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Samsung has been moving heavily into the US market with TVs, Android tablets and phones, notebooks, and now they are making a major move into Windows 8 computers and hybrid tablet/notebooks. Some use the S-Pen famous from their Galaxy Note Phablet. "The lines between the living room and the boardroom are blurring."
Is touch technology an enterprise feature? Samsung sure seems to think so.
Their existing line of Android-powered tablets and phones is evidence enough, given how those gadgets have sported more and more business-related features like device-level encryption. But even more proof of touch as an enterprise-level feature could be seen in the sneak preview of their forthcoming hardware offerings, held at The New Museum in downtown Manhattan this past Monday.
There was a lot to get one's hands on (pun intended). Anyone who's seen Samsung's Ultrabook and mainstream notebook offerings can tell why they get plenty of attention: their ultra-thin, brushed-metal designs bring to mind the best of the MacBooks, sans Apple's lock-in tax. And Samsung's existing market presence in displays and other consumer electronics has made it that much easier for them to broaden awareness of the Samsung brand in PCs as well.
Many of the featured new offerings -- from the touch-enabled TV-sized displays designed for conference rooms, to the new ATIV line of devices -- are nominally consumer products. But in a conversation with Tod Pike, senior vice president of the enterprise business division for Samsung Electronics America, it became clear that Samsung is not only aware of how "the lines between the living room and the boardroom are blurring" (to use their own phrase), but that they want to capitalize on it.
Samsung's new ATIV Smart PC is a good example of this aesthetic in action. It works as a touch-screen tablet PC and a conventional notebook PC, courtesy of a keyboard which undocks from the screen, and even includes a Samsung S Pen (also featured in the Galaxy Note phablet) for handwriting or on-screen annotations. Those who want a conventional "sit-down" PC have one; those who want a tablet can have one, with no compromises in speed and functionality on either end.
Mike Abary, Senior Vice President, Samsung Electronics America, demonstrates the pen functions of the new ATIV Smart PC with detachable keyboard. (Click image for a larger view)
Up until the last couple of years, Samsung had essentially no presence in the American PC market. This makes all the more striking their sudden and ambitious deployment of so many Ultrabook and convertible models, many of which have received high praise. Why enter the U.S. market now, I asked Mr. Pike, especially with the economy as tetchy as it is, and Windows 8 itself something of an unproven quantity?
The short answer: Samsung felt it had many things to offer that market. Among them (according to Pike) were good design work; tight hardware integration (75% of the components in any given device is made by Samsung itself); and a strong sense of product differentiation, not just via things like the new ATIV line but their Series 9 notebook, which preceded the formal introduction of Ultrabooks.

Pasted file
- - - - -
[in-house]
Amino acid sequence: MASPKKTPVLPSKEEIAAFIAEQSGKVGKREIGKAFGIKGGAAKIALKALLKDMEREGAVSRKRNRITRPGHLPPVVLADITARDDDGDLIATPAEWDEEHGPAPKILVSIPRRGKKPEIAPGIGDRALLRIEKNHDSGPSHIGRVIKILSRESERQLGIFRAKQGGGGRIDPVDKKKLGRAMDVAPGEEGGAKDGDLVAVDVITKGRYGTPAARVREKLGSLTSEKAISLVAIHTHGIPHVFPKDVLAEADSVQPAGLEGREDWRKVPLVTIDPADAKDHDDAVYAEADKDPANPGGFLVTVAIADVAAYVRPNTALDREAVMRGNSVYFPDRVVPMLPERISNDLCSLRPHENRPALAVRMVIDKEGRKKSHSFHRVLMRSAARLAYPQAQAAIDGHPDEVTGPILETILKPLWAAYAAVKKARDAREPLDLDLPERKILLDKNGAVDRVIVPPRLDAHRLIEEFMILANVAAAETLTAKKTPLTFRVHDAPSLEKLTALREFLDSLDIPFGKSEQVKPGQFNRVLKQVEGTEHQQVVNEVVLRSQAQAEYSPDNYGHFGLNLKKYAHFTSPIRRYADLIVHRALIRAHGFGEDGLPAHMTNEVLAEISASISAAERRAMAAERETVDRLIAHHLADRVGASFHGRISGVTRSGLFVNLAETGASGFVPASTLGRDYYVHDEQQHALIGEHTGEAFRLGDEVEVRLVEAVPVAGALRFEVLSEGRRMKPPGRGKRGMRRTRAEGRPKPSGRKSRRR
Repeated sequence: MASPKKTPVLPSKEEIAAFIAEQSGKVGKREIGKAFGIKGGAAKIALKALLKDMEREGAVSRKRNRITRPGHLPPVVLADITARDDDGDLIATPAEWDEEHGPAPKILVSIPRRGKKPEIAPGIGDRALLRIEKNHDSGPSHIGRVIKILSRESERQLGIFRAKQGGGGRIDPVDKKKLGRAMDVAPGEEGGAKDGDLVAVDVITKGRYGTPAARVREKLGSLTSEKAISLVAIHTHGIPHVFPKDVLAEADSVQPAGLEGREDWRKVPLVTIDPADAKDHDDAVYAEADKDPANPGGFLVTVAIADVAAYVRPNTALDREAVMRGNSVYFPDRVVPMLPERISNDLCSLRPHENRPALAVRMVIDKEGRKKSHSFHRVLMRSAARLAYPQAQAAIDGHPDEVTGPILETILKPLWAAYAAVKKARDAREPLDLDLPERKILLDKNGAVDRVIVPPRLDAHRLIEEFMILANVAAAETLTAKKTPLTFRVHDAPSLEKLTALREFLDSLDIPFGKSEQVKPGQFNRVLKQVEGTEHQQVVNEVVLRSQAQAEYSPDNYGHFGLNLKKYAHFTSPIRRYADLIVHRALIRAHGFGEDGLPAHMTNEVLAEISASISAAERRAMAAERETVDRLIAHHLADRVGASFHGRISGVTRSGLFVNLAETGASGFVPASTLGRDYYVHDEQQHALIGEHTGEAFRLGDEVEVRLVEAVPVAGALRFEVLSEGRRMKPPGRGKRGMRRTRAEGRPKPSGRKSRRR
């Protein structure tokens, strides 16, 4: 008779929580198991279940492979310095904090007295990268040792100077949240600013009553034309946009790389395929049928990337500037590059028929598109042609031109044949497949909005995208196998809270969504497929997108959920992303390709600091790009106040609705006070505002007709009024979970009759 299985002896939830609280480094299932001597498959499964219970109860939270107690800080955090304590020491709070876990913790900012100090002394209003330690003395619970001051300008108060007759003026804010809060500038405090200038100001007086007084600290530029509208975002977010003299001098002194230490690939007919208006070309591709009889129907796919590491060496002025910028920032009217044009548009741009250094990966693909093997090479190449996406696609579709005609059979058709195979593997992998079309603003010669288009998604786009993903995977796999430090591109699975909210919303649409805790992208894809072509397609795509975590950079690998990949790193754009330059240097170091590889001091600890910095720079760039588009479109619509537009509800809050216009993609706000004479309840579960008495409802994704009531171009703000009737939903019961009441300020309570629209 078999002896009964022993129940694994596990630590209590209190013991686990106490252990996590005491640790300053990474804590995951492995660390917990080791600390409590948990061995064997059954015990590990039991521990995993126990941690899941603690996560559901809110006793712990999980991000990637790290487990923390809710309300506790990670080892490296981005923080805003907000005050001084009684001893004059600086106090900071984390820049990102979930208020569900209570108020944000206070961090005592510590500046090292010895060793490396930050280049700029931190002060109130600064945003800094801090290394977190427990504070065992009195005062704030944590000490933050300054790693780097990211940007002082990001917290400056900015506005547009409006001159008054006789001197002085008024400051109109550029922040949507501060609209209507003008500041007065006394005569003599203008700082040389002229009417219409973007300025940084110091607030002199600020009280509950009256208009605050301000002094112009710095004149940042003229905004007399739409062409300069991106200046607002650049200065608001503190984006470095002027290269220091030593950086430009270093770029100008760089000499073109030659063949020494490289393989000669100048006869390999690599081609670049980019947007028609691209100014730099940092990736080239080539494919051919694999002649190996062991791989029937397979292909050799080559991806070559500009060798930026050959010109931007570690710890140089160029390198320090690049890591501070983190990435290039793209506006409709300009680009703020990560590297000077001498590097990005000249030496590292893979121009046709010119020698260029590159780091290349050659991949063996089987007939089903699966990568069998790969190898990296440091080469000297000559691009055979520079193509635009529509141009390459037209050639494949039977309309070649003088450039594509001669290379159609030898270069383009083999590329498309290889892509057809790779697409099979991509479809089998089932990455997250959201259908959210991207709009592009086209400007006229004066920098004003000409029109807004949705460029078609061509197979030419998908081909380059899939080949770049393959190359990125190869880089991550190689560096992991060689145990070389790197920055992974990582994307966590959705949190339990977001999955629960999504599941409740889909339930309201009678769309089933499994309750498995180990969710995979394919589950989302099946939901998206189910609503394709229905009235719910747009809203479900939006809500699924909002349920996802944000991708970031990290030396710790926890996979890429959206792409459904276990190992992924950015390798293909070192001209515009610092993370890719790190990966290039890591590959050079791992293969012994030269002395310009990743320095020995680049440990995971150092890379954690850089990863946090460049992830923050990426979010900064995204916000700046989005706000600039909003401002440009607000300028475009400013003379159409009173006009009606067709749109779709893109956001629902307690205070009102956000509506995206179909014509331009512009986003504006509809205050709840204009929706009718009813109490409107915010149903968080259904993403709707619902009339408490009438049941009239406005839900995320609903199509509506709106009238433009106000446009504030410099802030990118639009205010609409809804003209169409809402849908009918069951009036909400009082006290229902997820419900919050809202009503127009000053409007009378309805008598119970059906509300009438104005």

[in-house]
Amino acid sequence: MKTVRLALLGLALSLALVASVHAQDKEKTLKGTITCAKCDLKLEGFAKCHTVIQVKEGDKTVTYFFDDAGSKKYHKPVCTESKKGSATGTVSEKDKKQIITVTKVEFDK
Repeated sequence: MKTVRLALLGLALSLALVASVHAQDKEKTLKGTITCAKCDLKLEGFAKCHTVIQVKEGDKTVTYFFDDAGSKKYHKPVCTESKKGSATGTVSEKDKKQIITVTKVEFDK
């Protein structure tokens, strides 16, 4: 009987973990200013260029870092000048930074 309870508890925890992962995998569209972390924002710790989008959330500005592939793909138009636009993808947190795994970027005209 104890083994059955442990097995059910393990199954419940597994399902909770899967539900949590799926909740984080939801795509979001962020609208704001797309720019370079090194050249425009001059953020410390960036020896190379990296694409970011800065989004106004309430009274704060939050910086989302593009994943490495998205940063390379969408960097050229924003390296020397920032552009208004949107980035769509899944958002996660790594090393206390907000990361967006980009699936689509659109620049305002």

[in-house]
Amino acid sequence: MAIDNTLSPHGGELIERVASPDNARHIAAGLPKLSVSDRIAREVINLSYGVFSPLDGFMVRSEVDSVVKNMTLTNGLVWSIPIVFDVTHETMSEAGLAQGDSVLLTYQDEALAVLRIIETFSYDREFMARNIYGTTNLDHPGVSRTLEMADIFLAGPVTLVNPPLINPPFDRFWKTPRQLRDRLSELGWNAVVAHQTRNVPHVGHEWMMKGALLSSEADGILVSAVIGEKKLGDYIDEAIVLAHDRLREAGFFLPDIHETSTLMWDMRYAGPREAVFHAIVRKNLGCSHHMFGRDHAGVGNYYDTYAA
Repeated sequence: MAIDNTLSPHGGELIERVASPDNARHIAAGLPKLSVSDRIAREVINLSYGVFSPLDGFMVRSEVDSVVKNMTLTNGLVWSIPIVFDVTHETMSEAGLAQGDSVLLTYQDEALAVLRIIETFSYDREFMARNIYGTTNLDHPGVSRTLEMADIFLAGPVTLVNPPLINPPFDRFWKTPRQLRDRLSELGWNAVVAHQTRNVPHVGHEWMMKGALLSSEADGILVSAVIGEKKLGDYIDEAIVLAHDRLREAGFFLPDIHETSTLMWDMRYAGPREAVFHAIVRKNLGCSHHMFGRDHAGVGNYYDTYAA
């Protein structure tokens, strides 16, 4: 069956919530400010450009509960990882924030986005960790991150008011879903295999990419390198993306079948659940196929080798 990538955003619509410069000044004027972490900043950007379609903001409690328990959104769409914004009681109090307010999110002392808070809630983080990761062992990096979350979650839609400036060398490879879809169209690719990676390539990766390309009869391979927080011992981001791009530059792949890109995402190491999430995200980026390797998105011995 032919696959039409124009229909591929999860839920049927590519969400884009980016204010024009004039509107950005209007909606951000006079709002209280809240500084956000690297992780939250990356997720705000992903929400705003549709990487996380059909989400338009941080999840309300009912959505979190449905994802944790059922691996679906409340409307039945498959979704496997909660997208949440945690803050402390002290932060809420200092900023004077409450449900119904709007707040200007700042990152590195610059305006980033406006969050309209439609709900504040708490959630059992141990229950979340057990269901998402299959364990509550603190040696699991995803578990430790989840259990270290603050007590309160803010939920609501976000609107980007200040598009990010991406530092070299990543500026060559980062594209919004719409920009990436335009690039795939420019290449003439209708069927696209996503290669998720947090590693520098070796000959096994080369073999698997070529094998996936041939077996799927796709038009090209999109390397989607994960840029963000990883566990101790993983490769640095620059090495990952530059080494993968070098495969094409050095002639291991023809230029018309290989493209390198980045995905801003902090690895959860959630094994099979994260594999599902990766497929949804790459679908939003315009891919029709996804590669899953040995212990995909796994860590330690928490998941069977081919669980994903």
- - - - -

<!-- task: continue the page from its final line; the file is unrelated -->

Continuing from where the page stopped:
When it came down to how Samsung saw the difference in how to serve the enterprise and consumer markets, Pike had one word: "The channel." Many of the designs of their consumer-level products could be tweaked into enterprise products mostly with the addition of a few key features: a TPM module, more memory, the presence of the enterprise grades of Windows, and so on. "The core design is what's resonating with the customers," said Tod's compatriot, Todd Bouman, vice president of marketing at Samsung Electronics, "whether they're with the consumer realm or enterprise space."
Was Windows 8 an instigator for Samsung to move into these spaces? I asked. "Windows 8 is a catalyst that will help us propel even further into the industry," said Bouman, "but whether Windows 8 was coming or not, our trajectory was still going to skyrocket."
Some of the business adopting Samsung PCs are familiar with Samsung hardware in other realms. Pike cited a major U.S. bank that is adopting Samsung PC hardware, but was already familiar with the brand through their display products for the trading floor. But mobile computing has also enabled Samsung to snag many entirely new customers -- especially in retail, where use is exploding. "We've got lots of great examples of our ability to sell a number of tablets per store in some of these chains that have a thousand outlets," Pike indicated.
And there just as many complete newcomers. Among the entirely new markets for Samsung mobile hardware was a company named MOC1 Solutions, which provides service advisor software to car dealerships. They are now partnering with Samsung as their device provider of choice, to replace a competitor with a much thicker and heavier product.
Was Samsung apprehensive about the potentially shaky uptake for Windows 8? "Everyone has had a certain degree of hesitation to adopt a new version of Windows," Bouman said.
But this is really unlike any previous version of Windows, I countered. It's very different.
"But the trend that we've seen, especially with the younger generation -- what do they want to do?" Here he mimed touching a screen.
Given what I'd seen on the show floor, it wasn't just the younger generation who had that idea.
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